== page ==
One advantage Wheeler will provide, though, is a lot of water for 400 competitors to fish. Davis expects the lake to fish big, though the fabled Decatur Flats are likely to draw a crowd. Those who go there, though, better look out – it will be a rough ride. Falling water levels this time of year on Wheeler Lake make navigation difficult.

    “Especially on the Decatur Flats and upriver in the creeks, you will definitely need to watch what you’re doing,” Davis warns. “On the lower end, it’s not so much of a factor, but from midlake up, it’s a big factor. On the Decatur Flats, you don’t want to run anywhere in that area because there are stumps everywhere up there.”

    But you can bet a lot of anglers will be stump-dodging, because according to Davis, the Decatur Flats still provide the best chance to catch hefty bass on Wheeler Lake. Note the word hefty – the bass can be caught all over the lake, but the big ones are often found around the Decatur Flats.

    Anglers make their way toward the open waters of Wheeler Lake.And as for the bass, Davis says that while the lake does have a decent population of smallmouth bass, he expects the largemouths to dominate the tournament.

    “Someone could weigh in a good sack of smallmouth, but it will most likely be won with largemouth,” Davis said.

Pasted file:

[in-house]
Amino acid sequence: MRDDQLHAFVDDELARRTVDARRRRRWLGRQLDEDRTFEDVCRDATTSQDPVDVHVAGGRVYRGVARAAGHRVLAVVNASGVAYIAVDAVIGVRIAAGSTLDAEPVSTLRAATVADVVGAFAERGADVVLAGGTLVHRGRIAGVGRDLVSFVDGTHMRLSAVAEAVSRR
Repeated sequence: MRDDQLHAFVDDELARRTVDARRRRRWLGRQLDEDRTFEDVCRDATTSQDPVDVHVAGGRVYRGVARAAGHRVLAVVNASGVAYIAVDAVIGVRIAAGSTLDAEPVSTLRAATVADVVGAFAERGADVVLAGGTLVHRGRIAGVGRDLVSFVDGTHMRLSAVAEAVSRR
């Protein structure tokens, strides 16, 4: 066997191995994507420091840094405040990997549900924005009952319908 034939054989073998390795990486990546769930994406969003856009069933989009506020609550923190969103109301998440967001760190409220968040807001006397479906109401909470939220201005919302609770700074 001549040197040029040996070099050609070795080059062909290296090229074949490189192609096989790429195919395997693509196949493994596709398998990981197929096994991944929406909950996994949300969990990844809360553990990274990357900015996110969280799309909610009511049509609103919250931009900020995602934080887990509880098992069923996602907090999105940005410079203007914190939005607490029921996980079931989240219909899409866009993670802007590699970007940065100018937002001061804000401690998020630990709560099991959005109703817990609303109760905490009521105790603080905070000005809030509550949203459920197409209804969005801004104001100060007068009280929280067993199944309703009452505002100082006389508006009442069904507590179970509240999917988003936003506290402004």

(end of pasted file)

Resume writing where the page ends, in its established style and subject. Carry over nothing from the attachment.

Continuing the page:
And whether you like to fish shallow or deep, Wheeler has it all. Davis said the hotter bite will probably be shallow, but he predicts a competitor or two could come in with a good sack caught deep.

    Fall patterns predominate

    As expected, the bass will be well into their typical fall pattern, and while Davis couldn’t say for sure what he thought they might respond to, he made a few educated guesses.

    “It could be won on a top-water, it could be won flipping a jig, or it could be won cranking,” Davis said. “I’d say those three things and a spinnerbait, though a lot of people throw a Shaky Head.”

    Anglers cruise past sailboats moored at Joe Wheeler State Park.And when the Wheeler bass are in their fall pattern, Davis says they can typically be found in one type of place.

    “It should be a back-of-the-creek, typical fall pattern,” he said. “They will more than likely be caught in the creeks, but there will be a bite on the river, too.”

    As for structure, Davis expects the Wheeler bass to be found on bluffs or wood, although the grass – like what is found in the prolific Decatur Flats – is good too.

    Whether they’re shallow or deep, in the grass or in the creeks, at the end of the day, Wheeler Lake is a good place to fish because of its diversity. With such a diverse slate of competitors – the top 40 pros and 40 co-anglers from five nationwide divisions – the competition certainly fits the playing field.

    “Wheeler is big enough to accommodate that many boats,” Davis said. “People can fish their strengths and do what they want to do, whether it’s fish deep or fish the grass. They can fish up the river, below Guntersville Dam – they can do whatever they want to do on that lake and catch fish.”

    The four-day tournament begins Nov. 1 in Decatur.